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Former Arizona State Senator Humbly Embraces Arthritis Diagnosis

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Former Arizona State Senator Carolyn Allen did not tell friends and colleagues when she was diagnosed with rheumatoid arthritis nearly 40 years ago. Today she is an outspoken Arthritis Foundation volunteer and is accepting her diagnosis with grace and humility.

Michelle King Robson:
Arthritis is so much more than we think. It is over 100 different diseases and 50 million adult Americans have doctor-diagnosed arthritis. That number is expected to grow to more than 67 million by 2030. But those are just the numbers.

Today we put a face on rheumatoid arthritis. Recently at the Arthritis Foundation’s red carpet event I got a chance to meet former state senator Carolyn Allen.

Carolyn Allen:

I was diagnosed about 40 years ago actually, give or take, with rheumatoid arthritis.

Michelle King Robson:
I didn’t realize it was 40 years ago.

Carolyn Allen:
And I had some symptoms which at that time I was living in Colorado and I was working for an advertising agency, and if anybody has been watching “Mad Men” that was my life for quite a while. It was a good life and I had recently remarried and I started having symptoms I chose to ignore. My shoe size went from 6-and-half to 8-and-half but I just bought in different shoes because I was busy.

Michelle King Robson:
Oh so you just gave no fright, right, and you had no idea what it was. You just thought,”Oh, my feet are growing.”

Carolyn Allen:
I thought I had a Morton’s neuroma on my right foot and had to have it taken out and the doctor called me and my new husband in to say, “You have a rheumatoid nodule. Are you having other symptoms?”

Michelle King Robson:
Shocked and newly married Carolyn Allen did not let rheumatoid arthritis slow her down, but Carolyn admits there was more to it.

Carolyn Allen:
And I lived in denial a very long time because I didn’t want my friends to know. I was invited by Dr. Howard, my rheumatologist, to speak at the Lion’s breakfast and I invited some of my colleagues from the legislature and it was the very first time that I had publicly said, “My name is Carolyn Allen; I have rheumatoid arthritis,” and there were some tears shared in that audience because no, I don’t talk about it. I still don’t talk about it to any degree. I don’t want sympathy.

I want to be perceived the same as you or anybody else out in our community. Please don’t continue to ask me, which a lot of people meaning, well-meaning, how are you really doing, like I am really doing, and I don’t want that. I appreciate people care, but just to accept I say ‘fine’. “Really?” They comes back with a ‘really’ - yes.

Michelle King Robson:
And no matter what your condition, Carolyn has this advice:

Carolyn Allen:
Finding a doctor is very important because I think the general practitioner – they do not understand. They do not understand the symptoms necessarily, so finding a good doctor is so important.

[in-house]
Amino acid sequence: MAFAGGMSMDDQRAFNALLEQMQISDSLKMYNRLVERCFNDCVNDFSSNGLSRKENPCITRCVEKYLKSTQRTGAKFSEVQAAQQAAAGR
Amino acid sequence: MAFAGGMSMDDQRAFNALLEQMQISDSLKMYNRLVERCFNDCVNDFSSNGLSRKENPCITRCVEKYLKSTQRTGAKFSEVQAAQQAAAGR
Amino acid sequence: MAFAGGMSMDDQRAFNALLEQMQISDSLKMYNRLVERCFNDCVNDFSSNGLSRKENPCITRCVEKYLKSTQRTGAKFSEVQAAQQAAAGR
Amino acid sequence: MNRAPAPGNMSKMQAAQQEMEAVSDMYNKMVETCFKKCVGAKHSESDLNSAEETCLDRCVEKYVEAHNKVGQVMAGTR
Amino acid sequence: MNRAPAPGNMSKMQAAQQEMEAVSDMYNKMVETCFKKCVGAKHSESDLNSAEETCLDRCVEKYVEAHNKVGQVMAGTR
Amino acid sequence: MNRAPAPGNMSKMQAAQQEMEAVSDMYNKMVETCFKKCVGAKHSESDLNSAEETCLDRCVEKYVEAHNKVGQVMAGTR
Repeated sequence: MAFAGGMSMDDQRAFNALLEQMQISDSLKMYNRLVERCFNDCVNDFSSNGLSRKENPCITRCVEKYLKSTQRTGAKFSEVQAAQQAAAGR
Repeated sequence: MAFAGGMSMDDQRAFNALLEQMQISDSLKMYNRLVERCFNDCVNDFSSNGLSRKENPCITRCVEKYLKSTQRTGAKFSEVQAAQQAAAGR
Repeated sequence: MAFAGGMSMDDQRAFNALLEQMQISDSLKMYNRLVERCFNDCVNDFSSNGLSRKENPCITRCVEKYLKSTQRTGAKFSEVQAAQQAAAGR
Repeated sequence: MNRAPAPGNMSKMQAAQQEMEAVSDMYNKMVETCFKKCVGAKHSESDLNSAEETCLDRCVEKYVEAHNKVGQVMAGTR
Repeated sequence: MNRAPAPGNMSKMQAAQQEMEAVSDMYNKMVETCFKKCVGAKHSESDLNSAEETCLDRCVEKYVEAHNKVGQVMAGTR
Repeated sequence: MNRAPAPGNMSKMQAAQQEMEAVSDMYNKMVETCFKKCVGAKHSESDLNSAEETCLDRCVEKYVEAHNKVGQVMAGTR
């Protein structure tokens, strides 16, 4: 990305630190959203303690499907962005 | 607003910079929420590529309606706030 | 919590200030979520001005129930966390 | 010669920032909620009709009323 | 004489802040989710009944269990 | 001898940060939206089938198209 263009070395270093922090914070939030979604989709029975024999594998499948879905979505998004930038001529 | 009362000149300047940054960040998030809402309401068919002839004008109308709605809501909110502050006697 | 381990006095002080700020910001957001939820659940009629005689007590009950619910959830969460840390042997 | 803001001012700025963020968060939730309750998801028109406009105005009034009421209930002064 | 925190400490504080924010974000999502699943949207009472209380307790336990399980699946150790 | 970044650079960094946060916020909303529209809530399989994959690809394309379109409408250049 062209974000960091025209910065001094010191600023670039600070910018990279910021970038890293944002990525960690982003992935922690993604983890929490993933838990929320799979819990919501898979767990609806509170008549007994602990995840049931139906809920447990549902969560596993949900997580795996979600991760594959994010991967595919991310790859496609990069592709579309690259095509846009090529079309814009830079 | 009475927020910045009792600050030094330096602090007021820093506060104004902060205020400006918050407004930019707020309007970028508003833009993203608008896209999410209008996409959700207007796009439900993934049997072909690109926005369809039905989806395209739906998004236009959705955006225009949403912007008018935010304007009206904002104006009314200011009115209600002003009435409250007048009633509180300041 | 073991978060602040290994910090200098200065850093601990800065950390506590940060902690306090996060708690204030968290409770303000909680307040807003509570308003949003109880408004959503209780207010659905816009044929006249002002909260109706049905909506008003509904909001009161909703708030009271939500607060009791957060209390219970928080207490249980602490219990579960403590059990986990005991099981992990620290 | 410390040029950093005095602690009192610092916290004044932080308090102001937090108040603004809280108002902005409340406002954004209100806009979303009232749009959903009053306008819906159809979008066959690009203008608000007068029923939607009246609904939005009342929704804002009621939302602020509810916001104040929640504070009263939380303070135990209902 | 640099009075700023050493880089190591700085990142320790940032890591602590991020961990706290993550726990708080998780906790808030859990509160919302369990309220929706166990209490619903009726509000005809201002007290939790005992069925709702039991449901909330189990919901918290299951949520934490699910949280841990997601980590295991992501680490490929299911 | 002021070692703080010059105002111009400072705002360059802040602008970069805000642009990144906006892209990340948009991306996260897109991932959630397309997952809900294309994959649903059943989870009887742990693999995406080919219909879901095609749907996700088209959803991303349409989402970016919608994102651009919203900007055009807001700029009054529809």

Michelle King Robson:
Yeah, and you need to advocate for yourself, right? That’s what I am sure you have learned through your experience and as I have learned through mine that it’s all about taking charge of your own health and wellness because if you don’t do it, no one can, and the fact that you were able to find this amazing doctor, and I always say you want to go to the same doctor, I mean you want to go to that doctor who specializes in that thing and who does it every single day.

And as you would for your loved one, and I think too we take care of everybody, right? I mean you are taking care of the whole entire state – that’s pretty extraordinary, and on top of it, then you are having to take care of yourself.

Carolyn Allen:
Well, I got involved with the Arthritis Foundation through the juvenile arthritis. I was invited to a Sloop-to-Summer and Nate, a young man who is currently I believe working at the Arthritis Foundation, but I watched Nate go from being lifted out of the wheelchair and put at the podium to win one day another Sloop-to-Summer from the back of the room, Nate walked on his own – painful to watch, but I drove home and tears, and I said, “Don’t you ever feel sorry for yourself again”. This young man can conquer as much as he has and never complains; you are never going to complaint again either.

Michelle King Robson:
Now on a product called Remicade, Carolyn has been able to combine will and medication to lead a full life and advocate for others, both as a public servant and an outspoken Arthritis Foundation volunteer.

Carolyn Allen:
And I realize that my story helps others and it would be selfish for me not to try to help others. I don’t need to hide behind a bush and say ‘no, no, no don’t look at me’. I need to be where I am now. I need to be helping those people come out from behind the bush like I was hiding.

Michelle King Robson:
Today’s HER Story was brought to you be Aleve – two pills, all day relief. For more inspirational stories and information that will empower you and your health, visit EmpowHer.com.

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